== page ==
Consumer Reports

What is a Credit Report?

What is a Credit Report?

A credit report is not the same thing that you get when you ask for your "credit report" directly from the credit reporting agencies, Equifax, Experian and TransUnion or through AnnualCreditReport.com. That document that you get when you go directly to a consumer reporting agency is a document known in the credit reporting industry as a consumer disclosure. The purpose of a consumer disclosure is to comply with the federal law which requires the credit reporting agencies to disclose the contents of your credit file to you when you ask for it. Nor is a credit report something that currently exists at this very moment. Unless it just so happens that right now you are applying for credit, you don't have a credit report. A credit report is something that is created at the moment it is asked for. 

At its most basic level, a credit report is simply a report that is...

Out-of-Date Entries on Your Credit Report

Negative information such as: delinquencies, bankruptcies, charge-offs, loan defaults, foreclosures, lawsuits and judgments, and tax liens are barred from forever appearing on your credit report. The Fair Credit Reporting Act (FCRA) requires credit reporting agencies to remove most negative information from your credit reporting after the credit reporting time limit has expired. Reporting old, out-of-date information is against federal law.

According to the FCRA, credit reporting agencies cannot report negative information for an undetermined amount of time. In fact, negative information can only be reported for a specific amount of time.

Credit Reports and Employment Background Screening

One of the Federal Trade Commission’s (“FTC”) roles is to protect job applicants and employees against inaccurate information being reported to employers; because employers can access your credit report to make decisions regarding hiring, firing, promotion, reassignment, or retention. In addition to financial history, the consumer reports provided to employers consist of arrests, convictions, judgments, and bankruptcies. Recently, settlements have been reached in legal actions that have been brought against companies like Spoekeo, Inc. and HireRight Solutions, Inc. for failure to take reasonable measures to ensure the accuracy of consumer reports. Such failures resulted in inaccurate criminal history, belonging to someone other than the actual consumer being reported as if it was relating to the individual the report was requested for. Other failures included noncompliance with the FCRA rules and not ensuring the reports were used for only purposes provided by the law.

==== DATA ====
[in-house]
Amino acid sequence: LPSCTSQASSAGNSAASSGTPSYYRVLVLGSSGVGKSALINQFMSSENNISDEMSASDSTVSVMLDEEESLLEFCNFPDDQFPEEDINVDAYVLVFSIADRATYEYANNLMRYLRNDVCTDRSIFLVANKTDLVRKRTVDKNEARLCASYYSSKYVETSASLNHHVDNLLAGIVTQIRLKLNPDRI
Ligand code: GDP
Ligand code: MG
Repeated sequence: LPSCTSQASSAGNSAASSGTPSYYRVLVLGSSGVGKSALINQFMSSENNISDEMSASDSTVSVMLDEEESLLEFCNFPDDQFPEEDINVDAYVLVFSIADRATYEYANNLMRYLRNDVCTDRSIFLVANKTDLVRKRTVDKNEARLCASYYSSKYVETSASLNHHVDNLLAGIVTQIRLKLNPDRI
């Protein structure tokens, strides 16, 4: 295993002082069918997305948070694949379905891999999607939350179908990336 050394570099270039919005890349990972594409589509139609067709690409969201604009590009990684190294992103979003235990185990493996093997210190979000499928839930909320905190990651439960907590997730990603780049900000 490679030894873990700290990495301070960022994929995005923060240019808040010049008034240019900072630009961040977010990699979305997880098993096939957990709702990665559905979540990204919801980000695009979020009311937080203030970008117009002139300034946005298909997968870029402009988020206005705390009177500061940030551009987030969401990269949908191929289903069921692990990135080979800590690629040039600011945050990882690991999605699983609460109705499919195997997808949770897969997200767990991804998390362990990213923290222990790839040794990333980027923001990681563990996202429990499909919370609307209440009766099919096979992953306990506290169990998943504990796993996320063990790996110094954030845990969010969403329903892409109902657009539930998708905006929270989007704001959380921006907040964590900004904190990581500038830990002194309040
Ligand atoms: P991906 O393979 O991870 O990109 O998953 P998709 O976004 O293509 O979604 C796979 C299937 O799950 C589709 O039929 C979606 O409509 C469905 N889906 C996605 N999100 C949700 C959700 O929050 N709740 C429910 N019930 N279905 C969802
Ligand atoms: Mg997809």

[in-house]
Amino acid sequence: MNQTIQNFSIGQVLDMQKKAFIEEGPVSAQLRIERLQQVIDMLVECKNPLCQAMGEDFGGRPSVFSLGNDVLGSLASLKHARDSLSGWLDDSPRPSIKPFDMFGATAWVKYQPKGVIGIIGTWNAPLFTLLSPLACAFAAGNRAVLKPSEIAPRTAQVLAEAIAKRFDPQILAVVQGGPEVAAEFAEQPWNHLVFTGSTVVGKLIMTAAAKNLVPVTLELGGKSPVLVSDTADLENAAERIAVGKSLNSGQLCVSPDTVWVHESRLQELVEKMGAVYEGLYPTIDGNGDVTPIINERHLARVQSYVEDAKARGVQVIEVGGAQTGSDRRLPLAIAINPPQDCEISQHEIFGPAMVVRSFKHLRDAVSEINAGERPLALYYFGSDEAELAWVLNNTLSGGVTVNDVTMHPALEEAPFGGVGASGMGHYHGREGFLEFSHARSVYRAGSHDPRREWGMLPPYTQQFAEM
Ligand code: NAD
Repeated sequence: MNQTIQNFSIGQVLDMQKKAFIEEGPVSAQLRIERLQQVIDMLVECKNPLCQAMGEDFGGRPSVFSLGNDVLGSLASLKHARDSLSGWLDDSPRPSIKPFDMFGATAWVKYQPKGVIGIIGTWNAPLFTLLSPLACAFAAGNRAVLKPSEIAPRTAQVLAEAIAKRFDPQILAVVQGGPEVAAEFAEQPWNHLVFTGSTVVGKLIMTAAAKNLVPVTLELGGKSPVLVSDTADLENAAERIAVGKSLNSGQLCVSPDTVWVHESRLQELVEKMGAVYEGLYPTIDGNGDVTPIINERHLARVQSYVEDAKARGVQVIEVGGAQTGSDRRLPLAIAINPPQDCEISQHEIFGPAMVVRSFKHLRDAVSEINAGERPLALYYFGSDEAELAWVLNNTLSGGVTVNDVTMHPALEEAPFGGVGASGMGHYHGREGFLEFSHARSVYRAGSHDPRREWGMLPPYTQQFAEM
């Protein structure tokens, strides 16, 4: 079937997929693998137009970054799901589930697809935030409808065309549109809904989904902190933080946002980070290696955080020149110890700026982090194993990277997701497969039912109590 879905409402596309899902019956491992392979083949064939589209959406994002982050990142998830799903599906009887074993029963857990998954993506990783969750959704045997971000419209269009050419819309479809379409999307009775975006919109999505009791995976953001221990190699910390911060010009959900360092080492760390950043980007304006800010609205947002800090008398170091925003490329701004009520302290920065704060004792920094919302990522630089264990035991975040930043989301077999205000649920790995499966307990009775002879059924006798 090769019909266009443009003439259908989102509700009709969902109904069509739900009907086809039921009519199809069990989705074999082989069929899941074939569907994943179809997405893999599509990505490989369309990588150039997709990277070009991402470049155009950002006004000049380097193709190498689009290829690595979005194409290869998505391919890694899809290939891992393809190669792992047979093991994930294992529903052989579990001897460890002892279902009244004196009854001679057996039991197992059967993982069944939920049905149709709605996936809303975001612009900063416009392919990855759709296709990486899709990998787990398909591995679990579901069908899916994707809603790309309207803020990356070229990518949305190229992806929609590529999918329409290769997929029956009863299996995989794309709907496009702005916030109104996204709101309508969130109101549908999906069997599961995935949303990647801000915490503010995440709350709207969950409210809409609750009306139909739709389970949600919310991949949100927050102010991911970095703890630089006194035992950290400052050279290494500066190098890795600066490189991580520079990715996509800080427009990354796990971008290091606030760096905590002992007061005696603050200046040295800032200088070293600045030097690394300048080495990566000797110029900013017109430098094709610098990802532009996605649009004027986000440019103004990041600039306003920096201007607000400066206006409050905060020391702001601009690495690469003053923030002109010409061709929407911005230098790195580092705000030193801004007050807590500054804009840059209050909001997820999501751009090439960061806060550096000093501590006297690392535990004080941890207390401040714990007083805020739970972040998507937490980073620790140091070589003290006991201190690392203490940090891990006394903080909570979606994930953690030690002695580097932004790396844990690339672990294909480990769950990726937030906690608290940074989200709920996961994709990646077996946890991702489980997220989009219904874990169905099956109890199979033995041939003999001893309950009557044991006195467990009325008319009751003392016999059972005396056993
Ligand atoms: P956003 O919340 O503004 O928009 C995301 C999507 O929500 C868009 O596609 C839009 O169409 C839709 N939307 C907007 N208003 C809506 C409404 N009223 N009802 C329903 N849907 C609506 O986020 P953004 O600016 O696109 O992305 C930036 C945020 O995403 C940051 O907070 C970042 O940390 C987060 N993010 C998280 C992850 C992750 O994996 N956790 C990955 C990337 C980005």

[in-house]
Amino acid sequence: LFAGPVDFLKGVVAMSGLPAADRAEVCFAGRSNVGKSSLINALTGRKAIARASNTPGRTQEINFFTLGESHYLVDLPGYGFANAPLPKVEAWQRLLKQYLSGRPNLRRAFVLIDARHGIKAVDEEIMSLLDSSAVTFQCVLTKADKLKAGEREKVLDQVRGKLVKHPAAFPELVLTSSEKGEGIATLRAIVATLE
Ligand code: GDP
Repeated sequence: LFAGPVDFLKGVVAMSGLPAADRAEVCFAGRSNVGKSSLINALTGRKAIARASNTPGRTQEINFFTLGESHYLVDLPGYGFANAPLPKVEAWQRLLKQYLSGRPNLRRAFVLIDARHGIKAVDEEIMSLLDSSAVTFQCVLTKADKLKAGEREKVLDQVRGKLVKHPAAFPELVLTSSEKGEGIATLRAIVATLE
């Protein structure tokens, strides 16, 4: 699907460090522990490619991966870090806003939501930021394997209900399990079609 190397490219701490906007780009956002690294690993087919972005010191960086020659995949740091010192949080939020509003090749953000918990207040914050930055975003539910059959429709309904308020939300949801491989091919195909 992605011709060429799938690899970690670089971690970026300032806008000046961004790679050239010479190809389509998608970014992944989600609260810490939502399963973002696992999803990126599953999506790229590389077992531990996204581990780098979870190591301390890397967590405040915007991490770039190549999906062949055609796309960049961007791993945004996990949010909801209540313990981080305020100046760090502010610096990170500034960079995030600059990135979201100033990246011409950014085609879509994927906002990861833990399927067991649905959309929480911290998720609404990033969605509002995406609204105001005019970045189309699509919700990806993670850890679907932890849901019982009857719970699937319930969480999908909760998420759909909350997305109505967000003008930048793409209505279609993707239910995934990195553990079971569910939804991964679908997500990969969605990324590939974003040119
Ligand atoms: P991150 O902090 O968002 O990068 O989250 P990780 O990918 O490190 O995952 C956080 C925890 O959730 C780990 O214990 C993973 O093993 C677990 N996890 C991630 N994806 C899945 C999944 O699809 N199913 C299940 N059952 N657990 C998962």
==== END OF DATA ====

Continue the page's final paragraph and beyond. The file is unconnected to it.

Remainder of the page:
CFPB Releases Results of Study of Differences Between Consumer and Creditor Purchased Credit Scores

What should you do if you learn that your credit report has errors? You can either contact us about how to proceed or send a dispute to the consumer reporting agency (CRA) on your own. There are several ways to initiate the dispute process with the CRAs, including using the dispute form which you may have received when you ordered your credit report; using the CRAs online dispute form; sending a dispute letter by mail (certified mail is recommended but not required); or by telephone. Whichever method you choose, you should remember to keep an accurate record of your dispute, including a copy of your dispute form or letter. If you use the online dispute form, you should take a screen shot of your dispute before sending it. 

Consumer Reporting Agencies Subject to Increased Federal Supervision

Earlier this week, the Director of the Consumer Financial Protection Bureau (“CFPB”), Richard Cordray, spoke at a field hearing were he discussed the CFPB’s new authority to supervise consumer reporting agencies. Starting this September, the CFPB will have the authority to supervise 94% of the credit reporting industry. Until now, consumer reporting agencies (commonly referred to as “credit reporting agencies” or “credit bureaus”), the largest of which are Equifax (including credit files owned by CSC Credit Services), Experian, and Trans Union, have never been subject to like supervision. From conducting on-site examinations to seeking better comprehension of policies and procedures, the CFPB’s supervisory authority will seek to ensure that the consumer financial laws are being followed.

The creation of the consumer bureau, the CFPB, was done so in response to the recent financial crisis experienced by the United States.